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Pay It Forward

Why performing a good deed is so important in modern society

Written by . Published on October 26th 2011.

Pay It Forward

WE’RE all familiar with the idea that fifty years ago, it wasn’t uncommon for people to leave their front doors wide open because community spirit brought with it so much trust and protection. And, for the most part, I think we’re all familiar with the fact that such an idea is largely a nostalgic and idealized myth of human interaction.

Good deeds are no longer purely physical acts, but are performed in cyber space in the form of ‘liking’ someone’s not-so-witty status update, or tagging a photograph of someone and writing ‘so hot’ underneath when, in reality, they just aren’t.

The truth is, many of us are naturally quite antisocial beings. We don’t say, “Hi!” and wave to everyone as we get on the train each morning. We don’t long for our neighbours to pop round for a cup of tea when we get home from work and we certainly don’t treat everyone we encounter throughout the day with equal respect and enthusiasm. We enjoy our own space and freedom of choice. It is for this reason that those who go out of their way for others get such good press. A good deed serves as a reminder that we can break the flawed human mold when we put our minds to it. The fact that most of us have practically had our laptops, mobiles and iPads surgically attached has fuelled society’s acceptance of a typically antisocial attitude.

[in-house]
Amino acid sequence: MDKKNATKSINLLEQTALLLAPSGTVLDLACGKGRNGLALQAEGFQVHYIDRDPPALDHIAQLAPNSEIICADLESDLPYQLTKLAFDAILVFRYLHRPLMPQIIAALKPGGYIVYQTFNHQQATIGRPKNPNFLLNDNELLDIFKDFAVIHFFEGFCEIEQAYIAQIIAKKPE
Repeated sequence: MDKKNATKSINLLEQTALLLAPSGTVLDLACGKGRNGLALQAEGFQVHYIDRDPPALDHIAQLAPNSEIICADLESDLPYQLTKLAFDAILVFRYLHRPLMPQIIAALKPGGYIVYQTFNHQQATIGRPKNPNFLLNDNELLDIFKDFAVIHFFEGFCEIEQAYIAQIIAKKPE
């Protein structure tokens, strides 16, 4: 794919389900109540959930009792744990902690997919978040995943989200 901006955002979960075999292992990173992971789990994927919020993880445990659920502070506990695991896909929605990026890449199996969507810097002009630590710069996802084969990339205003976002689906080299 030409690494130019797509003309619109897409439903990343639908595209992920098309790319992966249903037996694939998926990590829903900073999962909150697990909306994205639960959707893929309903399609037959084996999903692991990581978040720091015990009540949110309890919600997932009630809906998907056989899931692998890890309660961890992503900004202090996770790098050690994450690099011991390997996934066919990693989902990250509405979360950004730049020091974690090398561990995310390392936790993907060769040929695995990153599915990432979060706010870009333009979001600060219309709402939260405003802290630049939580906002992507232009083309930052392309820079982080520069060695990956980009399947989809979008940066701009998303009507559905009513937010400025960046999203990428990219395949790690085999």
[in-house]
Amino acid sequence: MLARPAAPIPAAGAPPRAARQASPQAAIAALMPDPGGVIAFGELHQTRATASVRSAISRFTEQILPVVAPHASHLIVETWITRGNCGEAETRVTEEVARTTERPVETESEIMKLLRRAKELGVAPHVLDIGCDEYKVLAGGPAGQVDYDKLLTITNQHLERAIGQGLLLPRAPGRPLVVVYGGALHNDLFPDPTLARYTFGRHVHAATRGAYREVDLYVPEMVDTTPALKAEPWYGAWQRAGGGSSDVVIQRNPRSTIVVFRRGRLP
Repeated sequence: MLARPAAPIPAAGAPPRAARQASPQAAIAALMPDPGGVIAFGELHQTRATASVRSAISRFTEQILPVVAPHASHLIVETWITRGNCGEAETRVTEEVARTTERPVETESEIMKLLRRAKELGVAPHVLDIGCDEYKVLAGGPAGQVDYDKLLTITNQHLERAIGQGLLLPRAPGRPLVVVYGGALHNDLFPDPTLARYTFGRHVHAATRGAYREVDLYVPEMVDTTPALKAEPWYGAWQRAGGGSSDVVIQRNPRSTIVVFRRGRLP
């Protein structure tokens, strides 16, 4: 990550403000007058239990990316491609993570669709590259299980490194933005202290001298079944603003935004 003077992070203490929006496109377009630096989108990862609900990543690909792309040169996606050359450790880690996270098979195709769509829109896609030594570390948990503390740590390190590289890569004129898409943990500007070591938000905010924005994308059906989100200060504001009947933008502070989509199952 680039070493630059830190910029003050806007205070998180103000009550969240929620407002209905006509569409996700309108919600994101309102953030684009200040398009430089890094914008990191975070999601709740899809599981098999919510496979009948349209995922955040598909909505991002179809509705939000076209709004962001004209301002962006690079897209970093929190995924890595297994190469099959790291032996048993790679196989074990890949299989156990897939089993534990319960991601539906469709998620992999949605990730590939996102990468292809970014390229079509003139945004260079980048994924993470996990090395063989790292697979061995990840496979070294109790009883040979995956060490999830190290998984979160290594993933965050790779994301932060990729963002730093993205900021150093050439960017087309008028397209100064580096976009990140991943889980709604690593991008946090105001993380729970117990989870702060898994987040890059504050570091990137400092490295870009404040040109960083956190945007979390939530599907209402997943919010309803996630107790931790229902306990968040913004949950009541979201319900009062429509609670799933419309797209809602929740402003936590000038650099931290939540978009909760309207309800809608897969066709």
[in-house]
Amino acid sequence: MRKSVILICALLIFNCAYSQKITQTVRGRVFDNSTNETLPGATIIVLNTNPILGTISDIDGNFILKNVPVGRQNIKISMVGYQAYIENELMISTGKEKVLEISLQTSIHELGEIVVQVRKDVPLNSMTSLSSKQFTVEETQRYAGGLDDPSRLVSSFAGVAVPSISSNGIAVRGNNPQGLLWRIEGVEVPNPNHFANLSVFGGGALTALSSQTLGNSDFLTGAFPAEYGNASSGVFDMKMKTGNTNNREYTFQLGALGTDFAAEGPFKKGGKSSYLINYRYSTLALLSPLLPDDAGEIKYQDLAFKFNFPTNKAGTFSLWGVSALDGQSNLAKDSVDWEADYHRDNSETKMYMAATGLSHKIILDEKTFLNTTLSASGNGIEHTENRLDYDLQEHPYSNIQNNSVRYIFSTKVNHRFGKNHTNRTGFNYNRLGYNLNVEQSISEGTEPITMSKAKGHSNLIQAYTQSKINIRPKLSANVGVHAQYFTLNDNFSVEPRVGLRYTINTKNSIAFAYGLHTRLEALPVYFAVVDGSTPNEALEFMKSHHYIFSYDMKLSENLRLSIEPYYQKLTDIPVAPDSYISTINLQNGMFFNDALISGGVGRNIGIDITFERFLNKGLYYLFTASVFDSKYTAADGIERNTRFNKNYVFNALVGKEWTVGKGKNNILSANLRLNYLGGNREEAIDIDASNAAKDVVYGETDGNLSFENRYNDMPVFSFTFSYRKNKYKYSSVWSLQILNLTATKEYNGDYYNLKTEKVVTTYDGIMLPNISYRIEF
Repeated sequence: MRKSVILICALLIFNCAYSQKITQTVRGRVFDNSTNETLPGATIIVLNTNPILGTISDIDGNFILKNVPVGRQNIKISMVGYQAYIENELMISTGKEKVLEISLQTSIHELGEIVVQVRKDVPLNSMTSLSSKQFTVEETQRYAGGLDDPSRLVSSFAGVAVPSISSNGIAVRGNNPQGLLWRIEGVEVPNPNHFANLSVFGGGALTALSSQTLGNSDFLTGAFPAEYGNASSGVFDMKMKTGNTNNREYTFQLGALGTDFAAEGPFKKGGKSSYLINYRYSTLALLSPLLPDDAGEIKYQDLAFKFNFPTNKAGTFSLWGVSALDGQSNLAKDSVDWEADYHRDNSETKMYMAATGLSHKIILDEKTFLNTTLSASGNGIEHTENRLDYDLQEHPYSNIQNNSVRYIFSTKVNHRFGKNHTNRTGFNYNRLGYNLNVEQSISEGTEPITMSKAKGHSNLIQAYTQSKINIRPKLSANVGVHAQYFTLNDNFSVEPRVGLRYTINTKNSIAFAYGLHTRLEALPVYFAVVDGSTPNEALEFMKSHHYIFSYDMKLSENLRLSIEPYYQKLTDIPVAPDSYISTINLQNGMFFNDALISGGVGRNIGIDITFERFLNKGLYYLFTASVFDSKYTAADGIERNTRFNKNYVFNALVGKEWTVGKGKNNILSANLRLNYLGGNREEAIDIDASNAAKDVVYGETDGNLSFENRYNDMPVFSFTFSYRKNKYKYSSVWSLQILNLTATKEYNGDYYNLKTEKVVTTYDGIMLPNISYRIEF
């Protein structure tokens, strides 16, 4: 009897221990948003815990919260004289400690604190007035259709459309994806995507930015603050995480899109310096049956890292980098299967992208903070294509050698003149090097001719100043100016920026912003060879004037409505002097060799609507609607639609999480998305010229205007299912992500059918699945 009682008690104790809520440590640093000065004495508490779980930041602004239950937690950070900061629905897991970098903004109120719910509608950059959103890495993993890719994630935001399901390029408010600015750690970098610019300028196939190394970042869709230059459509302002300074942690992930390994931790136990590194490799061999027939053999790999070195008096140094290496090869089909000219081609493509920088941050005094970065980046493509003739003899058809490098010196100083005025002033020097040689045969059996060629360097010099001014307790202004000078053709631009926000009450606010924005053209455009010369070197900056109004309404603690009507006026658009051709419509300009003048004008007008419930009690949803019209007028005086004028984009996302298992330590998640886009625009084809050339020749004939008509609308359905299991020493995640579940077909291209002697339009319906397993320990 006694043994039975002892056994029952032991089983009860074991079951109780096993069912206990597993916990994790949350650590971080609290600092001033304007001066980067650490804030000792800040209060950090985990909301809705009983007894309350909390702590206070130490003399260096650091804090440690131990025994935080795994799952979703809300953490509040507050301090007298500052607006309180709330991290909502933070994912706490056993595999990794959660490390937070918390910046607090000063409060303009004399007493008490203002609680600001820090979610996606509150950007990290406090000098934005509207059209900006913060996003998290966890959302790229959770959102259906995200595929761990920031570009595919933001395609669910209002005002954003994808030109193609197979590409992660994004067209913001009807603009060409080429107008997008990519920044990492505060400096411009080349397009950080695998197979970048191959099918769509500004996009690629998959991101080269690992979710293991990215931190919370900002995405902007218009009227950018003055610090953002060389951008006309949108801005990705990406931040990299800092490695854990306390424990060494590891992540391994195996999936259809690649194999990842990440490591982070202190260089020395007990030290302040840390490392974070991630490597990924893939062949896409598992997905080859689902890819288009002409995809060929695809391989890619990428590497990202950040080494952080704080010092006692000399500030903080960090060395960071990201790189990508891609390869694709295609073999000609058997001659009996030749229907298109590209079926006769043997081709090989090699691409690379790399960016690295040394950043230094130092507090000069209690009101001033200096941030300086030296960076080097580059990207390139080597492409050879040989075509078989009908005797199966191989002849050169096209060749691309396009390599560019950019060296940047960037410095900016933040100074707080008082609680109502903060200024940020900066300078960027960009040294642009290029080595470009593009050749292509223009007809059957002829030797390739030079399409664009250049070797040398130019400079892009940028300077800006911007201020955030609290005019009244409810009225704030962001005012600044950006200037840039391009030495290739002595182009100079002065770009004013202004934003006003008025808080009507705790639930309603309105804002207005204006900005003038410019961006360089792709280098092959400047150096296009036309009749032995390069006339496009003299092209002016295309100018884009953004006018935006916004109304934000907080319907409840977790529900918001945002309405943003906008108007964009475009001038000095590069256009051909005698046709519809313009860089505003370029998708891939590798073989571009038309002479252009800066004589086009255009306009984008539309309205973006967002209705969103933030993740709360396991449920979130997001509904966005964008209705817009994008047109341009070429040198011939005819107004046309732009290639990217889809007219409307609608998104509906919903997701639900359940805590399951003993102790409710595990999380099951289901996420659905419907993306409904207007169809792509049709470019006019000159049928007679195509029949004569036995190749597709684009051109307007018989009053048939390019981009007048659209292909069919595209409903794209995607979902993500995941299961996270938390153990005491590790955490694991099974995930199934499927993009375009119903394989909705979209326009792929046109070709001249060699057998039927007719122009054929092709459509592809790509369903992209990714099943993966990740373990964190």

Like buttonLike button

Can we really hold the internet and mobile phones responsible? Or have we simply developed alternative methods of communication that are more suited to the natural human tendency towards self-inflicted isolation? The definition of a good deed has been stretched and arguably thinned as a result. Good deeds are no longer purely physical acts, but are performed in cyber space in the form of ‘liking’ someone’s not-so-witty status update, or tagging a photograph of someone and writing ‘so hot’ underneath when, in reality, they just aren’t. People get their feel good factor from the comfort of their own homes, performing a virtual good deed simply by clicking a button.

Pub BillboardPub Billboard

What is most interesting is that people will happily add you as a friend on Facebook, or follow you Twitter, but when they pass you in the street they stare through you in a silent fit of embarrassed horror, shocked to see you in the flesh and determined to ignore you. It’s almost as though we live in two separate worlds these days, the virtual world and the real one. It is unsurprising that Facebook users share over 30 billion pieces of content every single day. According to Social Media Today, If Facebook were a country it would rank third behind China and India.

Perhaps, if in reality people were as chatty and openly appreciative of other’s thoughts then we’d all be better off. The issue of appearance and self-image is a hugely overarching factor in this equation. People can project their desired image through their handpicked photos, music and blogging material and therefore have the confidence to compliment others, give advice and show sympathy. We are all considerably more self-conscious in real life. We are exposed, subjected to accidental slip-ups and embarrassing moments. We have less control and cannot simply delete, de-tag and start again. In this respect, a virtual good deed is one that everyone can see, a façade in other words; another method of controlling self-image.